We provide the relatively large sample size and reliable information from outpatient records in current clinical research on DLB and PDD in early stage, while we recognize some limitations in this study. Firstly, the lack of specificity biomarkers (even pathological confirmation) and objective polysomnography could lead to bias in the determination of disease and RBD. And since all patients came from a single center, there existed a misclassification bias to some extents. Some relevant factors may be not taken into account in this research, which need further consideration in future.

Conclusion

The presence and co-incidence of geriatric symptoms, including sleep disorders, autonomic nervous dysfunction, and NPS are common in patients with mild-moderate DLB or PDD. The APOE ε4 allele was represented in DLB, and is associated with hyperhidrosis and depression, but not global cognition, activitives of daily life, motor function and other neuropsychitric symptoms. While APOE ε4 allele plays no role in the clincal characteristics of PDD. These findings can signifiant improve the awareness of geriatric symptoms, and contribute to the healthcare management of mild-moderate DLB and PDD.

Availability of data and materials

The data that support the findings of this study are available from the corresponding author upon reasonable request.

Abbreviations

AD:

Alzheimer’s disease

ADL:

Activities of daily living

APOE:

Apolipoprotein E

CDR:

Clinical Dementia Rating

ChEIs:

Cholinesterase inhibitors

CI:

Cognitive impairment

95%CI:

95% confidential interval

DM:

Diabetes mellitus

DLB:

Dementia with Lewy bodies

EDS:

Excessive daytime sleepiness

FLC:

Fluctuating cognition

FoF:

Fear of falling

H&Y stage:

Hoehn-Yahr stage

HH:

Hyperhidrosis

IQR:

Interquartile range

LBD:

Lewy body dementia

MDS-UPDRS III:

Movement Disorder Society Unified Parkinson’s Disease Rating Scale part III

MMSE:

Mini-Mental State Examination

MoCA:

The Montreal Cognitive Assessment

NPI:

Neuropsychiatric Inventory

OH:

Orthostatic hypotension

ORs:

Odds ratios

PCR:

Polymerase chain reaction

PD:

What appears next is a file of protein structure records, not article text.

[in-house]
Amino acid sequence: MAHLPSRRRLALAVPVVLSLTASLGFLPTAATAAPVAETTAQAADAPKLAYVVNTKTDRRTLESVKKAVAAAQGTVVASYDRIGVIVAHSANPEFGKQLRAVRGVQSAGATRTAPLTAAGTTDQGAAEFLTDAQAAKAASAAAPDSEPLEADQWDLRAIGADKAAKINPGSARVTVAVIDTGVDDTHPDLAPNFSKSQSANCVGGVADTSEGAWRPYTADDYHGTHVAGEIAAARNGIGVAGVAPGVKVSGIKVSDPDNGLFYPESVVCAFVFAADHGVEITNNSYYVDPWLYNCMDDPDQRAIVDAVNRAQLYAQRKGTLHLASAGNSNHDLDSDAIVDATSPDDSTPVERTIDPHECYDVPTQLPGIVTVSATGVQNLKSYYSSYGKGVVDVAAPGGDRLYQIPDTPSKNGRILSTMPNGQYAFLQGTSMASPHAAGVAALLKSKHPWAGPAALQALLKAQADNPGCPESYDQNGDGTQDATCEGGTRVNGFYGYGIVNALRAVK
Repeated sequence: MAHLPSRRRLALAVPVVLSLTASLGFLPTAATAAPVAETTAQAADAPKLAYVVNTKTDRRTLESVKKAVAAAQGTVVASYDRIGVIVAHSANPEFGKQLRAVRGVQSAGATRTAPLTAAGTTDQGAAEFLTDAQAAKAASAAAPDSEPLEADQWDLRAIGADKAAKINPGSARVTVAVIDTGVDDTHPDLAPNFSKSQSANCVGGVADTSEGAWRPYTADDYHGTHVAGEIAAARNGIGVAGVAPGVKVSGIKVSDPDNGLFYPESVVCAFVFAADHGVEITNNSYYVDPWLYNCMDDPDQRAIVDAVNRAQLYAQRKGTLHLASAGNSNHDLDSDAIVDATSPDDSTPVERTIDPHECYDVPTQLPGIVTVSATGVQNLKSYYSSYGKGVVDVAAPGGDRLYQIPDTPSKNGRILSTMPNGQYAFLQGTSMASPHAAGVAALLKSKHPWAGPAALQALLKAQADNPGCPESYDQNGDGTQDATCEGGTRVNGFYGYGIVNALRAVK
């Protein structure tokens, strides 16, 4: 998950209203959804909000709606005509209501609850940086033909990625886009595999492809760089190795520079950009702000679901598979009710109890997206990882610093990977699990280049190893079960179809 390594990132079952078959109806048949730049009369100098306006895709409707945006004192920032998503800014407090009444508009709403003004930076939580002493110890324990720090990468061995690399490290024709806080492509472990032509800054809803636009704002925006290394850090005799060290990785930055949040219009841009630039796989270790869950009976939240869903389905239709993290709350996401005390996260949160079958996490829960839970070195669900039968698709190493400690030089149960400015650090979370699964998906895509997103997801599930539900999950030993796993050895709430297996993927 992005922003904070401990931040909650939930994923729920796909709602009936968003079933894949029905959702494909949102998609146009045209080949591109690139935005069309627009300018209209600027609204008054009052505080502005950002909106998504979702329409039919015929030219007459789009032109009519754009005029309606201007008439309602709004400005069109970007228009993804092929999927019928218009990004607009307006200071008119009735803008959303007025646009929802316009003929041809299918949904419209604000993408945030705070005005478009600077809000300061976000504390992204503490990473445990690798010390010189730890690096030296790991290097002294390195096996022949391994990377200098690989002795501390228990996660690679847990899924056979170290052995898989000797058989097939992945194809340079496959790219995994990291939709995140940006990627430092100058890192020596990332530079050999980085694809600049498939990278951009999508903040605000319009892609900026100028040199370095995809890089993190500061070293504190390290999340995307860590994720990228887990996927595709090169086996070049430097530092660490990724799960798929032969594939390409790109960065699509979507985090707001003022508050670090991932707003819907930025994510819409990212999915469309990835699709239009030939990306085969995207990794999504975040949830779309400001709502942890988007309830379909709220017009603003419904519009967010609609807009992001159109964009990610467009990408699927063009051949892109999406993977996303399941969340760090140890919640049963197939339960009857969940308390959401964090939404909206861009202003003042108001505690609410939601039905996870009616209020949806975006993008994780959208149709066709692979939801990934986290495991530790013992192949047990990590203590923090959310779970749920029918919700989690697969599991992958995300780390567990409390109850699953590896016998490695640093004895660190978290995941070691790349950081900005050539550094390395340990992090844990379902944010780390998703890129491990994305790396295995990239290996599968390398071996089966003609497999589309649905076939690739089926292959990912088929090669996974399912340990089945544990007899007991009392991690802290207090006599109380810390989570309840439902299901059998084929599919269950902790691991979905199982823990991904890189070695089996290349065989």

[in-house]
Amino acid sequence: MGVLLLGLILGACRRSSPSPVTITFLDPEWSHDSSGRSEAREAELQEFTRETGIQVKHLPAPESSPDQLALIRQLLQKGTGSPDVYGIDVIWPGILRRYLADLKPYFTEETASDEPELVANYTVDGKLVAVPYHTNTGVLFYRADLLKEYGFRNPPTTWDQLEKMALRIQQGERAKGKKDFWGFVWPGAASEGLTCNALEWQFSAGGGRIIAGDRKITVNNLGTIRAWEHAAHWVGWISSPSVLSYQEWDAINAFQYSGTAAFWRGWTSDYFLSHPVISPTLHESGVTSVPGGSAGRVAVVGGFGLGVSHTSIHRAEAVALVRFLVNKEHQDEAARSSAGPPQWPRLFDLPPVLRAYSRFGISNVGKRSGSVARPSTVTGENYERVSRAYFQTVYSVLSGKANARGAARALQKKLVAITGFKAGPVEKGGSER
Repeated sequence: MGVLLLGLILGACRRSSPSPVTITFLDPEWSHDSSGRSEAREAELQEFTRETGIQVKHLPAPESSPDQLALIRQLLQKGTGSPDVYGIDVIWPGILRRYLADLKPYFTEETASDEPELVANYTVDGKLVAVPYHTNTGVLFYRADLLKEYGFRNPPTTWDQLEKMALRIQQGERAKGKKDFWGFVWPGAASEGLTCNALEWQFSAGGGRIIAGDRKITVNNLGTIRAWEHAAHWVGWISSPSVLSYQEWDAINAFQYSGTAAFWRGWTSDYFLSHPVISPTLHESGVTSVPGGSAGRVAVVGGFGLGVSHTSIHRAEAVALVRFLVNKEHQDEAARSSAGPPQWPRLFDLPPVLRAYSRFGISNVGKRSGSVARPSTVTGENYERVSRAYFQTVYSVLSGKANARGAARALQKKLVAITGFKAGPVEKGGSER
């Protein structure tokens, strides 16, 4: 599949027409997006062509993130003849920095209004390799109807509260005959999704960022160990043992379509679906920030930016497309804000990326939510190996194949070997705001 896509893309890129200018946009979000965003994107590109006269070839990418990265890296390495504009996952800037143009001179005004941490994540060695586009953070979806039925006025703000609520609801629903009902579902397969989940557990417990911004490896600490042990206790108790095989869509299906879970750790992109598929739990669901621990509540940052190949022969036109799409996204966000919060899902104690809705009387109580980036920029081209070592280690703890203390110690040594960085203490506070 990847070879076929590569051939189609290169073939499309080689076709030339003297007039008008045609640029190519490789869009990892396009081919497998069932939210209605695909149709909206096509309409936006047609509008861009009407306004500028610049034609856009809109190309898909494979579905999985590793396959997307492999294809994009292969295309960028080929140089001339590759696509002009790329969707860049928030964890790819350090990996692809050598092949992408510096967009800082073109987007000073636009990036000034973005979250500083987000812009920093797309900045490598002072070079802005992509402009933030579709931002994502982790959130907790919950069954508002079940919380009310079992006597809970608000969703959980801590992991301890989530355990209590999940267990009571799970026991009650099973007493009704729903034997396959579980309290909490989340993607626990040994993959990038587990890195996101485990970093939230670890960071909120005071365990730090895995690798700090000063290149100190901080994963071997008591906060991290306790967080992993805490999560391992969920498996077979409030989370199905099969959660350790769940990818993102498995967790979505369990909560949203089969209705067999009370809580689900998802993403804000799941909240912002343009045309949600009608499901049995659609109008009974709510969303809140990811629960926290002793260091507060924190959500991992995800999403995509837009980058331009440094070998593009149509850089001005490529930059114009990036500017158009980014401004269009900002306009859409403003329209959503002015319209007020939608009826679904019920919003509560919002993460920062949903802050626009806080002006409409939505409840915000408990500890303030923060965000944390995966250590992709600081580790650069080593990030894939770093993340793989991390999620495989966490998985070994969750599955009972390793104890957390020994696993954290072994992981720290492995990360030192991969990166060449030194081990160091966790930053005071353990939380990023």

Parkinson’s disease

PDD:

Parkinson’s disease dementia

RLS:

Restless legs syndrome

RBD:

Rapid eye movement sleep behavior disorder

SD:

Standard deviation

VH:

Visual hallucination

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Acknowledgements

The authors are grateful to all those who participated in this study and wish to acknowledge the valuable assistance obtained from all specialized physicians. We sincerely gratitude Jing Li (Tianjin Huanhu Hospital, Tianjin, China), Wenzheng Hu (Beijing Tiantan Hospital, Capital Medical University, Beijing, China), Xiyu Li (Tianjin medical university, Tianjin, China), Han Zhu (Tianjin medical university, Tianjin, China), Xiaoshan Du (Tianjin medical university, Tianjin, China), Wenjing Zhou (Tianjin medical university, Tianjin, China), and Lingyun Ma (Beijing Tiantan Hospital, Capital Medical University, Beijing, China) for the data collection and input. We also thank the Tianjin Key Medical Discipline (Specialty) Construction Project for their help. All these authors accept responsibility for all aspects of the manuscript and approved the final version of the manuscript.

Funding

The present study was supported by the National Natural Science Foundation of China (funding number 82171182, 81571057), Science and Technology Project of Tianjin Municipal Health Committee (grant number ZC20121 and KJ20048), the Tianjin Science and Technology Project (funding number 16ZXMJSY00010), and Tianjin Key Medical Discipline (Specialty) Construction Project (grant number: TJYXZDXK-052B). The funder had no role in the design and conduct of the study; collection, management, analysis, and interpretation of the data; preparation, review, or approval of the manuscript; and decision to submit the manuscript for publication.

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Authors

Contributions

Yong Ji is responsible for the conception and design of the study; Jinghuan Gan and Zhichao Chen draft and revise the manuscript; Jinghuan Gan and Chunyan Liu conduct the analysis; Shuai Liu, Zhihong Shi, Yiming Liu, and Xiao-Dan Wang are responsible for the acquisition of data, assisting with the literature review and critically revising the manuscript. All three authors accept responsibility for all aspects of the manuscript and approved the final version of the manuscript.

Corresponding author

Correspondence to Yong Ji.

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Ethics approval and consent to participate

This study was performed according to the Helsinki Declaration and approved by the Committee for Medical Research Ethics at Tianjin Huanhu Hospital and the Tianjin Health Bureau (ID: 2011–1). The participants provided their written informed consent to participate in this study.

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Not applicable.

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The authors declare that they have no competing interests.

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Supplementary Information

Additional file 1: Table S1.

Comparation of clinical core features between probable DLB and PDD. Table S2. Correlation between APOE ε4 allele, basic and clinical characteristics in probable DLB and PDD. Table S3. Associations between APOE ε4 allele and clinical core features in DLB and PDD.

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Gan, J., Chen, Z., Liu, S. et al. The presence and co-incidence of geriatric syndromes in older patients with mild-moderate Lewy body dementia. BMC Neurol 22, 355 (2022). https://doi.org/10.1186/s12883-022-02897-7

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Keywords

  • Dementia with Lewy bodies
  • Parkinson’s disease dementia
  • APOE ε4 carriers
  • Fall
  • Neuropsychiatric symptom